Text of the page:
Interestingly enough, prior to 1776, the amount of African slave rebellions in the colonies and in the Caribbean, which was home to many plantations owned by wealthy colonists living in North America, were increasing at an alarming rate. North American plantation owners were consumed with fear that the uprising of the African slaves abroad would spill into the borders of this fledgling nation. Additionally an increasing amount of African slaves were escaping from their owners and joining the British Armies in order to fight against American secession. Why? The anti-slavery sentiment in London was growing at a fever pitch and, by all accounts, according to professor Gerald Horne in his exhaustive historical analysis called The Counter Revolution of 1776: Slave resistance and the Origins of the United States of America, that sentiment was going to spread through the British empire and was leading to the institution of slavery being abolished in all of its colonies (even though it hadn’t yet happened).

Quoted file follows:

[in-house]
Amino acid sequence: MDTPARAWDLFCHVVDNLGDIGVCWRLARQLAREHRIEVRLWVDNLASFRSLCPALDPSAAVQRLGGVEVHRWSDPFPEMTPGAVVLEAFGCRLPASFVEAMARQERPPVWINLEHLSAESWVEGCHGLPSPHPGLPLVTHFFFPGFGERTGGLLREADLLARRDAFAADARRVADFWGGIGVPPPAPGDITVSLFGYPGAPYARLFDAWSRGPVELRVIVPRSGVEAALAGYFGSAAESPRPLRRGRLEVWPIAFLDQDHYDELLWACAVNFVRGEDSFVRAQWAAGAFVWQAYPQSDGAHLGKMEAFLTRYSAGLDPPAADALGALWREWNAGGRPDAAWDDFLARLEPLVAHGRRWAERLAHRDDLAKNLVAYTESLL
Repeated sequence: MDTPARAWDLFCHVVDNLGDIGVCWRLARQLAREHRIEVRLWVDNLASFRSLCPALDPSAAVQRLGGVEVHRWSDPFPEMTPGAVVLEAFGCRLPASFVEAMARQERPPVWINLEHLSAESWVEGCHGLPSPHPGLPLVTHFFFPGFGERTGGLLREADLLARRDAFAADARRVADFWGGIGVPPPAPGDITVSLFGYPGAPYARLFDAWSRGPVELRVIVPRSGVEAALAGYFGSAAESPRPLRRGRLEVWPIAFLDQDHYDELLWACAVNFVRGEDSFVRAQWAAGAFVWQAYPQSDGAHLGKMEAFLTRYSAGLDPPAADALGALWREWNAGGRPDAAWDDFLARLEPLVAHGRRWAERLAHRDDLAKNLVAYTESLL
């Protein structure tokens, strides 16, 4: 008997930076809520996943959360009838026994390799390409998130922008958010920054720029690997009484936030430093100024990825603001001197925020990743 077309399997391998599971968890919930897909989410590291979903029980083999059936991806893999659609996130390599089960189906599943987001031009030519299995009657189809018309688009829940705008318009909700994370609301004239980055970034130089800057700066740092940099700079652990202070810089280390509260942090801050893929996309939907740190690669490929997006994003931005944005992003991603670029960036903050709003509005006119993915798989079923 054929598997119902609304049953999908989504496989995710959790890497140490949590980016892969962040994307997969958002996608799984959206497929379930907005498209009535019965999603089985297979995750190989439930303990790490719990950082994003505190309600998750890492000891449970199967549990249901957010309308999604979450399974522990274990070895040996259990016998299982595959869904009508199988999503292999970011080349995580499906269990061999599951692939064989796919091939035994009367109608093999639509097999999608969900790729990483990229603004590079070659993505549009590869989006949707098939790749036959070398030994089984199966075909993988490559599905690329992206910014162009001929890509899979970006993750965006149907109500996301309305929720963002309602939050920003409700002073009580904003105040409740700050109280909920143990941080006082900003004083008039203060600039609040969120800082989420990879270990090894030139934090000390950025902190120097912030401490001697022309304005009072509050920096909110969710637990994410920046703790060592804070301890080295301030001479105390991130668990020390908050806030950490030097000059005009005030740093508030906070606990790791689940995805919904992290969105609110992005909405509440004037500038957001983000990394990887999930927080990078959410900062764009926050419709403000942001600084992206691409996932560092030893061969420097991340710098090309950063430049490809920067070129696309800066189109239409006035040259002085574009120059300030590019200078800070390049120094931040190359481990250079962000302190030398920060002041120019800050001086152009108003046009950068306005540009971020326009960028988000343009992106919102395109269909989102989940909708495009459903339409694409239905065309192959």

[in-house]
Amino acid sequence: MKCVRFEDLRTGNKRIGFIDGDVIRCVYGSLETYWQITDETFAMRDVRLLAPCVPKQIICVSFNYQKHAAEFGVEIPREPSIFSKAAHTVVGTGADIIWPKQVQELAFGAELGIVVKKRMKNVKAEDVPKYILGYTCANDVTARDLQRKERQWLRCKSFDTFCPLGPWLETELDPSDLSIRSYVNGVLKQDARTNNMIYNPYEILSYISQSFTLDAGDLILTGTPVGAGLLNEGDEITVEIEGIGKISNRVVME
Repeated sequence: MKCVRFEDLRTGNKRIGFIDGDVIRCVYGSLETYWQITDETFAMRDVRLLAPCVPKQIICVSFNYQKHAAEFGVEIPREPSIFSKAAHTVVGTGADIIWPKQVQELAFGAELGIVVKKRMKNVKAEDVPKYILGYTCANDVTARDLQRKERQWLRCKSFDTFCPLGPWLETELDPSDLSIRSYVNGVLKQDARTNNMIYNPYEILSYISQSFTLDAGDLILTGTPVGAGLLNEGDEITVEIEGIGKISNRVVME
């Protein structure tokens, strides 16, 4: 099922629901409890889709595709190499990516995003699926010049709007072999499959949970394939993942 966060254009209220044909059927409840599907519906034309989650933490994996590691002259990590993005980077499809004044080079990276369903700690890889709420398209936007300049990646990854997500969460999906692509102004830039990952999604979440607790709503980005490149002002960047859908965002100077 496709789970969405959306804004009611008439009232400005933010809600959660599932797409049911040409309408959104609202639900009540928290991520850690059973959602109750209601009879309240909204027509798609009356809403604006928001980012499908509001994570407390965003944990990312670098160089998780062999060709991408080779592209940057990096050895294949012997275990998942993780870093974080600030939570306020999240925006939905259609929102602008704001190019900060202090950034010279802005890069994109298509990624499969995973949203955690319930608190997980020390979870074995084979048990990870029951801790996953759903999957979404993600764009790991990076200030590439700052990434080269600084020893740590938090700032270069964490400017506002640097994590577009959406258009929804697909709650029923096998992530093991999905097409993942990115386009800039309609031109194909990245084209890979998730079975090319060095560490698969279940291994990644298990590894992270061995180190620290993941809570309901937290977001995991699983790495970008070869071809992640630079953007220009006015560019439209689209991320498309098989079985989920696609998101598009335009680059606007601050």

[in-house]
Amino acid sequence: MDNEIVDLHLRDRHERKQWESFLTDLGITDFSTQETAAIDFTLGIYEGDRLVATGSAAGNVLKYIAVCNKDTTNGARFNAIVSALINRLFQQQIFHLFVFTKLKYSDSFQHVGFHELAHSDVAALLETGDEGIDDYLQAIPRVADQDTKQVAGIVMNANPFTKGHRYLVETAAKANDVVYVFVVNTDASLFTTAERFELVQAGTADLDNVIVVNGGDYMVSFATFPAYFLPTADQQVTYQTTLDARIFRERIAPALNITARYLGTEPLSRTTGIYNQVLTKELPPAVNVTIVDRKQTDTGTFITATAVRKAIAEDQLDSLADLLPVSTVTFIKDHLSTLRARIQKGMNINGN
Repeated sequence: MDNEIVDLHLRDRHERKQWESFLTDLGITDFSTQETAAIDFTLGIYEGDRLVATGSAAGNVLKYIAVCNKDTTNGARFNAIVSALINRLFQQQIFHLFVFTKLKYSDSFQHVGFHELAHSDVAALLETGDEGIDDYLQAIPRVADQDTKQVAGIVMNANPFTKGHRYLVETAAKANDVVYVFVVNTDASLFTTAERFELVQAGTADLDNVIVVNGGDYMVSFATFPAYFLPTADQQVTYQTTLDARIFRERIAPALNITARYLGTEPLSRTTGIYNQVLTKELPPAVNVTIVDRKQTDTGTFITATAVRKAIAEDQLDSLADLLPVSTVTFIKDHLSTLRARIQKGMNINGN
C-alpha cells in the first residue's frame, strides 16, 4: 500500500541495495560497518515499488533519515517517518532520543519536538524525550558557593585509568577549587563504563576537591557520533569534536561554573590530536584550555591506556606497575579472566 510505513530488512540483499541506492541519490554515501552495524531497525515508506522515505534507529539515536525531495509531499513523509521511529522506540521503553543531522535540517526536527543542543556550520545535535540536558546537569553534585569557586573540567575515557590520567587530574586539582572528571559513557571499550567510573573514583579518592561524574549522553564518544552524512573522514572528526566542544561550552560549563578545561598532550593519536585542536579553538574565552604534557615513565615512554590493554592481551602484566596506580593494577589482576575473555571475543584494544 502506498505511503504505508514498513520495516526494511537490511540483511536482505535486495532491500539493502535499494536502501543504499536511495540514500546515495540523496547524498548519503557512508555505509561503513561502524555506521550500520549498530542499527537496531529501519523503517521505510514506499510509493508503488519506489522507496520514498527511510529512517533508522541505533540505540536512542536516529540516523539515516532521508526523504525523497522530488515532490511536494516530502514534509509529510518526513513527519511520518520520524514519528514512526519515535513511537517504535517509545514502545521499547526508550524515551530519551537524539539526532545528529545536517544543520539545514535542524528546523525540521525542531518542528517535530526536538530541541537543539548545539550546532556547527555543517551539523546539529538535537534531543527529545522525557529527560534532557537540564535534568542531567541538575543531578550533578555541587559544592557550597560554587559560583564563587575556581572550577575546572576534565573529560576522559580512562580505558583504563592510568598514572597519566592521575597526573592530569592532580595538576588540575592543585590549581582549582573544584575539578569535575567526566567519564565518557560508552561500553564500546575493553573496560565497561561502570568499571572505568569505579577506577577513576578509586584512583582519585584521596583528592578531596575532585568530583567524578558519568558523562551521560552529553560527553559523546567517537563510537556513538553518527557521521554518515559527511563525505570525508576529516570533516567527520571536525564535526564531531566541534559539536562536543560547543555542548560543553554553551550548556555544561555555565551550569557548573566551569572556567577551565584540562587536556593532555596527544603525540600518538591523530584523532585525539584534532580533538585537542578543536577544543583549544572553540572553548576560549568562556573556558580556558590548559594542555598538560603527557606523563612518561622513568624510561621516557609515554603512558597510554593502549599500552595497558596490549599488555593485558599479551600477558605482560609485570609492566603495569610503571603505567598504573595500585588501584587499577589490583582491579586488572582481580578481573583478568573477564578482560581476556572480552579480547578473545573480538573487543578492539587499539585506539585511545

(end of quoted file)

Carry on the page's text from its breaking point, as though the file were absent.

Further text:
It is argued very effectively that the wealthy land owners, slave owners and those sympathetic to them were the primary drafters of the document called The Declaration of Independence. This document insured that their fortunes made by virtue of slavery being legal would be secure for many more generations. The counter-revolution, aka The American Revolution, therefore was a targeted campaign that the framers of this new document approved of in order to maintain their way of life, namely legalized slavery.

African slaves, my ancestors, were not set free as a result of that Independence Day. Almost another 100 years would have to pass before their freedom was secured by the bloodiest war in US history and the ratification of the 13th amendment. Another 100 years after that would have to pass before they were fully able to participate in the political process.